The Life & Death of a Service Dog


Randy Schantz - St. Petersburg, Florida

6/15/01 - 1/7/14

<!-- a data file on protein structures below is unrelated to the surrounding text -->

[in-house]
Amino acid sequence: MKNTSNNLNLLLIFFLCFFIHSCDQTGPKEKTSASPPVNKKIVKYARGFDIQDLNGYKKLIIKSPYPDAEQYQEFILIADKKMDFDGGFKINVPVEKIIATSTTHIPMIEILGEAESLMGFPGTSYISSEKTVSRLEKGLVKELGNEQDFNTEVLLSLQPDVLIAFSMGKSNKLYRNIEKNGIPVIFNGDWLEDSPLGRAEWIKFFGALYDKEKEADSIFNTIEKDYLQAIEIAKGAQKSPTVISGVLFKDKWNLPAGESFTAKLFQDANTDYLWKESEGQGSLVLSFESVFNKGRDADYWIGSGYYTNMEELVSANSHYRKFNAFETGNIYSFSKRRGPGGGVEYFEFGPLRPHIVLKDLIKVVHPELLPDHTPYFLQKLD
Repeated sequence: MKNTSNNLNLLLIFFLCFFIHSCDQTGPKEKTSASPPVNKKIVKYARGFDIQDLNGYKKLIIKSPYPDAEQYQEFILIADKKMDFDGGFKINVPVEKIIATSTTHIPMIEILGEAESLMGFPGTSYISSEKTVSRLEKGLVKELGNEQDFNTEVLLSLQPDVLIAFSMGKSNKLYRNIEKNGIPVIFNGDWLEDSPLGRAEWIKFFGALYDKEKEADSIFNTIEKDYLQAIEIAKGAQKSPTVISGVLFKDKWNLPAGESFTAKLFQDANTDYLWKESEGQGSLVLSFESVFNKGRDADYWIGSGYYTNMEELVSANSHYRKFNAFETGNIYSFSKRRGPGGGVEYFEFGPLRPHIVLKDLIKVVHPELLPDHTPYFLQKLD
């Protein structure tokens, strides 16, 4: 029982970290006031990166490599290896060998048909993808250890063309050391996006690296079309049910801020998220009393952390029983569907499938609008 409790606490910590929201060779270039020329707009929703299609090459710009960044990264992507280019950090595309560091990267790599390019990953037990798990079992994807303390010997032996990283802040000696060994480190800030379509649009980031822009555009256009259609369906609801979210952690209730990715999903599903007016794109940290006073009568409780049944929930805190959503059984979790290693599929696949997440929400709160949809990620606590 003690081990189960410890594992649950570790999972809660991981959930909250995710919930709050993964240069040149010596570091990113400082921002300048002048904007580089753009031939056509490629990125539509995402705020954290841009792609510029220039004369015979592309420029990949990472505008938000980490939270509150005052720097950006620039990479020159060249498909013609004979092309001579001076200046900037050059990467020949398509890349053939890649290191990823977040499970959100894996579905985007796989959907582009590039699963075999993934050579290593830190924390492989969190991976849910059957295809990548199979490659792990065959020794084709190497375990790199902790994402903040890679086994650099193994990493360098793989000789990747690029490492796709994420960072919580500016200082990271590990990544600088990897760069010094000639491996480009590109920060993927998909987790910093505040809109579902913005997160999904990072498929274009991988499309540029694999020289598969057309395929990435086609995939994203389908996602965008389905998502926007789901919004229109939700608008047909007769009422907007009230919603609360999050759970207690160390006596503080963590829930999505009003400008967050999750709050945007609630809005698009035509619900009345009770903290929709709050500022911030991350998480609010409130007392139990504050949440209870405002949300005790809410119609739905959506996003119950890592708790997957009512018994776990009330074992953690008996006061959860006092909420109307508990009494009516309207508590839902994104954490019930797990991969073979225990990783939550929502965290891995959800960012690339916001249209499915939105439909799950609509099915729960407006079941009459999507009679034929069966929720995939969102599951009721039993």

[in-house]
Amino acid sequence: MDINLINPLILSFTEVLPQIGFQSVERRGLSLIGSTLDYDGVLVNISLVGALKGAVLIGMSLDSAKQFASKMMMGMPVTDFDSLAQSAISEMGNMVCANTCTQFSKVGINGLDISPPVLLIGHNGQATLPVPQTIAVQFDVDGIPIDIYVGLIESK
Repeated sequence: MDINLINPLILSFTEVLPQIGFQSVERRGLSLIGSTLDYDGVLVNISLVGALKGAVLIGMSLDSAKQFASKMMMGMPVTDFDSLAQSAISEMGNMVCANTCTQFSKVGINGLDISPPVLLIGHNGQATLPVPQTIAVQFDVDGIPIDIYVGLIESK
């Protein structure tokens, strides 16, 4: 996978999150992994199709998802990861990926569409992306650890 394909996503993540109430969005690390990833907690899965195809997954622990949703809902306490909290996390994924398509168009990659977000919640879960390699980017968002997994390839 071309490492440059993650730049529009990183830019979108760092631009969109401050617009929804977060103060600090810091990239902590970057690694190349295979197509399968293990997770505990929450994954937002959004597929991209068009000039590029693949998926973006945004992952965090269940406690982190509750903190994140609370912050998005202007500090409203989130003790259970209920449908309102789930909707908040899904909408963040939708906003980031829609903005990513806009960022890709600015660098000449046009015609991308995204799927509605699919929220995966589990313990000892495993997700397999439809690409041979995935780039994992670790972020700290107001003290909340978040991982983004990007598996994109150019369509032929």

The Life & Death of a Service Dog We got Shane on a whim...we had recently lost a dog and thought we wanted a Cocker Spaniel. But, as fate would have it, we were shopping in the mall and my husband called me into a pet store to show me a dog he fancied! As I wheeled by Shane's cage, I stopped and took one look at this 4 month old black, miniature toy poodle. I asked to hold him, and there was an instant bond. Interestingly enough, my husband had read an article about how small, agility dogs can help individuals in electric wheelchairs! So, Shane was ours! Within the first week, he was potty trained and we knew he was a bright little fellow, who we would start to train to meet my individual needs. Back in 2002, when we got Shane, New York State Law said only professional service dog programs could license Shane. But Federal Law states anyone can train their dog to become certified. So, the training began. We took four classes over the course of the next two years and he finally understood his role which was to make my life easier. He was able to fetch things, push open and close doors, pick things up for me, as well as getting me help, if I couldn't get it myself. I got trapped in my van one day on our Main Street. My electrical system blew a fuse and I was locked into a bolt in the floor, so I sent Shane out to get help. Funny thing is he brought me, quite randomly an electrician! He replaced the fuse for us. I also used to sit on our tractor to mow our lawn. Shane would run ahead of me watching all the time. I ran out of gas one time and he went to find my husband to fill up my tank, since I was stranded. One time, we were in a theater watching a play and the scene was an actor trying to commit suicide with gas, Shane pulled on me to leave because he thought I was in danger! He was much more than a service dog to me. His services extended far beyond his physical duties. Before I got Shane, I was just a woman in the wheelchair, but after I started to take him out, his favorite place was on my lap. People would thus engage me in conversations about Shane. He was my kryptonite when it came to attracting people. I am an extremely social person and he helped me to "feel" normal again! Together, we educated individuals of the benefit of having a service animals. We spoke to school groups, and since he went everywhere with me, people were always asking what he did for me. He wore a service vest that displayed the words, " please don't pet me, I'm working". When people asked me what that meant, I would explain that when they are doing a job, such as computer work, if someone interrupts them, don't they loose their train of thought? Well, the same is true when Shane was working. His focus needed to be on me. He could sense my emotional needs, as well as my physical limitations. He was such a comfort for me in so many ways. He was with me everyday for 11+ years...watching my husband transfer me, sleeping next to me, staying on my lap when we went anywhere. Like an appendage! He was a constant in my life. Unconditional love, like no other! He was also extremely cultured. He went to plays, shows, concerts, festivals, dinners out, traveled everywhere with my husband and me. He even had a European passport. He acclimated to any given situation, whether flying, cruising or car rides. He was an absolute pleasure to have given me so much enlightenment. When I needed to be in the hospital, he came faithfully everyday. He comforted me through sad times and lifted my spirits with his constant devotion... When he wasn't wearing his service vest, he was a playful dog! He loved to play ball or catch a frisbee. He didn't have a mean bone in his disposition. He only brought joy to all who knew him, to people of all ages, races, religions...he knew no barrier. He was Toto in the school production of the Wizard of Oz, my husband was a high school teacher and he was the school's mascot. I am a mental health counselor, and Shane helped my clients to feel comfortable talking about their problems by curling up with them. When my first grandchild came, he would stay in his room and come to get my daughter and me when he woke up. Shane was a Hospice volunteer at our local hospital, bringing comfort and joy to patients who had less than a week to live! He died suddenly on January 7, 2014 by a driver not watching where he was going, and driving by much too fast. Too quickly, our lives were changed forever. This loss has effected me greatly, because I am now just the woman in the wheelchair again. People don't engage me when I am out. My husband and children put an obituary on Facebook and we had over 150 comments about how he was loved by so was a real tribute to this amazing dogs life. He will be missed greatly. Sincerely, Randy Schantz (Shane's Grateful and Constant Friend for Life!) Our family Facebook article: It is with great sadness and deep sorrow that Shane Schantz passed away suddenly yesterday. For those of you who knew Shane, you know what a treasure he was. Enormously loyal and extremely adorable, he was an integral part of our family. Shane led a very full and cultured life. He went everywhere with Randy and me: England, Seattle, NYC, Florida, the Caribbean, Yankee and Buccaneers games, rock concerts, street fairs, musicals, plays, DECA and NYSUT Conferences….and a blacktie dinner at the New York Governor's mansion. Shane was also a hard worker. He was a certified Hospice volunteer and served as Randy's service animal for over 11 years. He was also a bit of a celebrity, playing Toto in a Catskill High School production of Wizard of Oz and serving as the unofficial mascot of the Queen Mary II on our trips to England. We take solace in the wonderful and full life Shane had and the fact that he was loved by so many. Randy & Michael

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